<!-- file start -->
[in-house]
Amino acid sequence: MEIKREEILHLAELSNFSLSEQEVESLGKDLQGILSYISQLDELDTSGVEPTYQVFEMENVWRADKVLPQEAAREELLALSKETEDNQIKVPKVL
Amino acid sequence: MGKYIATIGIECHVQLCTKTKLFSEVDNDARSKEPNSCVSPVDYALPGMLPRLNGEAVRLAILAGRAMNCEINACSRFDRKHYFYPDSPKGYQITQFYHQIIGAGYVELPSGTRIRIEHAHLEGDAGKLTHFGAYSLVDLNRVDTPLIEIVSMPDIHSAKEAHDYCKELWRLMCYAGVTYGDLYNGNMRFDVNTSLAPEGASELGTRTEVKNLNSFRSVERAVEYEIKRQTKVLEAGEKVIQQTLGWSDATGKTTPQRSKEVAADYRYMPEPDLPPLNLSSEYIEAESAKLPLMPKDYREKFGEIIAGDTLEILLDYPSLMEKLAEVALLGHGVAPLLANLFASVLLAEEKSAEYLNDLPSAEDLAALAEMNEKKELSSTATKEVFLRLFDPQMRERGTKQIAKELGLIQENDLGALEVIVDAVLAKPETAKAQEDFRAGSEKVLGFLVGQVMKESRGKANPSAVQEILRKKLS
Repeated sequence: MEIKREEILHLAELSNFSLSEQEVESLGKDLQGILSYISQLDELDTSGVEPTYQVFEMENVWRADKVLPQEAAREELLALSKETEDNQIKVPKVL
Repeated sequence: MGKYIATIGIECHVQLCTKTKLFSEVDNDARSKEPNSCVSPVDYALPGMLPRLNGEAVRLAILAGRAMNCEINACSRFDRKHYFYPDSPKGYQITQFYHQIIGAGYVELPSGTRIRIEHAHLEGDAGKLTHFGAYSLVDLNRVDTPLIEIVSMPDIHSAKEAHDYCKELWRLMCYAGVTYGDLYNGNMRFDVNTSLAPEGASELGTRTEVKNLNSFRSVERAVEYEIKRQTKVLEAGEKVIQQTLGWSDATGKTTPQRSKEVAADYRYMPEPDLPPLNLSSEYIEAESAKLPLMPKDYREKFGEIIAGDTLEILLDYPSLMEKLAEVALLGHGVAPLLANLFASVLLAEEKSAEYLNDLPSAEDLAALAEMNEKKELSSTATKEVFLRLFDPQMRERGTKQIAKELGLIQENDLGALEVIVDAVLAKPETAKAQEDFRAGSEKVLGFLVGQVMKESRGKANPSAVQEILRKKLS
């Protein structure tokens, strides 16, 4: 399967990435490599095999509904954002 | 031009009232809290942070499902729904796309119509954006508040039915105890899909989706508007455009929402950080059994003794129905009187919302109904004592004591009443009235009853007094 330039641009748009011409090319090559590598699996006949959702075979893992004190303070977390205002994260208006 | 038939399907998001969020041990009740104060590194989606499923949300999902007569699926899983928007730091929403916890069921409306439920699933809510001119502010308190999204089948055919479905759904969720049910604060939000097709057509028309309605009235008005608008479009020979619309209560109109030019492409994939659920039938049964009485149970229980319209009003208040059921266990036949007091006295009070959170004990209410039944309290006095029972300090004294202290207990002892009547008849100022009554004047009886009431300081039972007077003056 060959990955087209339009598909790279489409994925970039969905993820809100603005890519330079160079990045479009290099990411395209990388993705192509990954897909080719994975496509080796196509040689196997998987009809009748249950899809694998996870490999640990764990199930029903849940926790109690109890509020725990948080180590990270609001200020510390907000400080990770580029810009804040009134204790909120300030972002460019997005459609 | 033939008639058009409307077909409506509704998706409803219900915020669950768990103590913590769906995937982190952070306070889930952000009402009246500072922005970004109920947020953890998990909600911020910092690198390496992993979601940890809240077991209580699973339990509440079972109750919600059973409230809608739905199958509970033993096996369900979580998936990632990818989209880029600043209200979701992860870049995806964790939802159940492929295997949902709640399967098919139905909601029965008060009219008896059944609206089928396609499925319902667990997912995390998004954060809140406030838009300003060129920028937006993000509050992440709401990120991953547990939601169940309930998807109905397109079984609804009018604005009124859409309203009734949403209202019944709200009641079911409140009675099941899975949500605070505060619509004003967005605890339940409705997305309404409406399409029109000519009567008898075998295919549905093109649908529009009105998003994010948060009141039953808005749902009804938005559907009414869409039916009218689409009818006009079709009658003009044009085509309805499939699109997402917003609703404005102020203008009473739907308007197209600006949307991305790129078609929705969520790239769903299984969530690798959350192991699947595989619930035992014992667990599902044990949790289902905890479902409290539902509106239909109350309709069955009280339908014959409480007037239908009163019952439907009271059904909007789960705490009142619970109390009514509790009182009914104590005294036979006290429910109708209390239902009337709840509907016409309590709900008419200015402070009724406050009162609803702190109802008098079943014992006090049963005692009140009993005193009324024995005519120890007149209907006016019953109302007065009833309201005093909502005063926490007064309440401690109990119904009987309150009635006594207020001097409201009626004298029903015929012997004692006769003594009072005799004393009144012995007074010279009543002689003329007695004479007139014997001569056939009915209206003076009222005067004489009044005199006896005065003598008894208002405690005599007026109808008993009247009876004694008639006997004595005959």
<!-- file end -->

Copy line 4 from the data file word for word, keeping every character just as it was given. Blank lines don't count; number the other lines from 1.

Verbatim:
Repeated sequence: MEIKREEILHLAELSNFSLSEQEVESLGKDLQGILSYISQLDELDTSGVEPTYQVFEMENVWRADKVLPQEAAREELLALSKETEDNQIKVPKVL